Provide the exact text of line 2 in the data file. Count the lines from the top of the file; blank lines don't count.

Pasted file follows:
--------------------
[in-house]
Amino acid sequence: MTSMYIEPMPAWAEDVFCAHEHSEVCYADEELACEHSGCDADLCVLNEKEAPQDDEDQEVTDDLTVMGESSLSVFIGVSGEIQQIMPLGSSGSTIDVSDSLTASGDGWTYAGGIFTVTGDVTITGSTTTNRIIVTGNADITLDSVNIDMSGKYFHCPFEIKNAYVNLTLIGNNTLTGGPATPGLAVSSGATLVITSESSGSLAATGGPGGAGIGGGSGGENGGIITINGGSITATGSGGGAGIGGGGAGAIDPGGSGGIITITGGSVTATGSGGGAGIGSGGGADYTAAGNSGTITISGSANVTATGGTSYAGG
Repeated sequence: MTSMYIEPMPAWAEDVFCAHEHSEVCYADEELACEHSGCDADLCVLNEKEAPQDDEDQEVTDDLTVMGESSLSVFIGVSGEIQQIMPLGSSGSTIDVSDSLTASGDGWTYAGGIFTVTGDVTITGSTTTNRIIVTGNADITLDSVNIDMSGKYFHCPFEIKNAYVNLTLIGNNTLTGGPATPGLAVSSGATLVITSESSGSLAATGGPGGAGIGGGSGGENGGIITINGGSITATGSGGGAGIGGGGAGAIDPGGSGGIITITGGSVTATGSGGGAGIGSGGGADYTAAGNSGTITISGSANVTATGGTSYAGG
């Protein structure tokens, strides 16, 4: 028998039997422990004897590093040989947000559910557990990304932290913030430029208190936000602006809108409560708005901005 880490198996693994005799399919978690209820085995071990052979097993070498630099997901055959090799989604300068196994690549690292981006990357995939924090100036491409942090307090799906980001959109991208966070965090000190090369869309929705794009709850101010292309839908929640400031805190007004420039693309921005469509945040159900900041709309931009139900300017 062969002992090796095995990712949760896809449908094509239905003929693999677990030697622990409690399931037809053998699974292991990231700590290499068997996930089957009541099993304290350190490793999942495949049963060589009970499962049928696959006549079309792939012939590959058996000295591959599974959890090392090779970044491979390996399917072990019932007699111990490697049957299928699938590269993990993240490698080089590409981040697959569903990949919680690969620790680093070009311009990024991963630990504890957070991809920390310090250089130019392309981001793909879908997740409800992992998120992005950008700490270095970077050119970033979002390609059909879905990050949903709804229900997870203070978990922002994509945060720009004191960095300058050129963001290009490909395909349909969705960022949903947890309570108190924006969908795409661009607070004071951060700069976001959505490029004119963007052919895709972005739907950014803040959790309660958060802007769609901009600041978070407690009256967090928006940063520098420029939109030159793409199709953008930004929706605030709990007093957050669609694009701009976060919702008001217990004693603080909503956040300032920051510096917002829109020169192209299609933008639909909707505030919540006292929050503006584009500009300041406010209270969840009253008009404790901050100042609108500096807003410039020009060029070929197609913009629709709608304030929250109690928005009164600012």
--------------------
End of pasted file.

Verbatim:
Amino acid sequence: MTSMYIEPMPAWAEDVFCAHEHSEVCYADEELACEHSGCDADLCVLNEKEAPQDDEDQEVTDDLTVMGESSLSVFIGVSGEIQQIMPLGSSGSTIDVSDSLTASGDGWTYAGGIFTVTGDVTITGSTTTNRIIVTGNADITLDSVNIDMSGKYFHCPFEIKNAYVNLTLIGNNTLTGGPATPGLAVSSGATLVITSESSGSLAATGGPGGAGIGGGSGGENGGIITINGGSITATGSGGGAGIGGGGAGAIDPGGSGGIITITGGSVTATGSGGGAGIGSGGGADYTAAGNSGTITISGSANVTATGGTSYAGG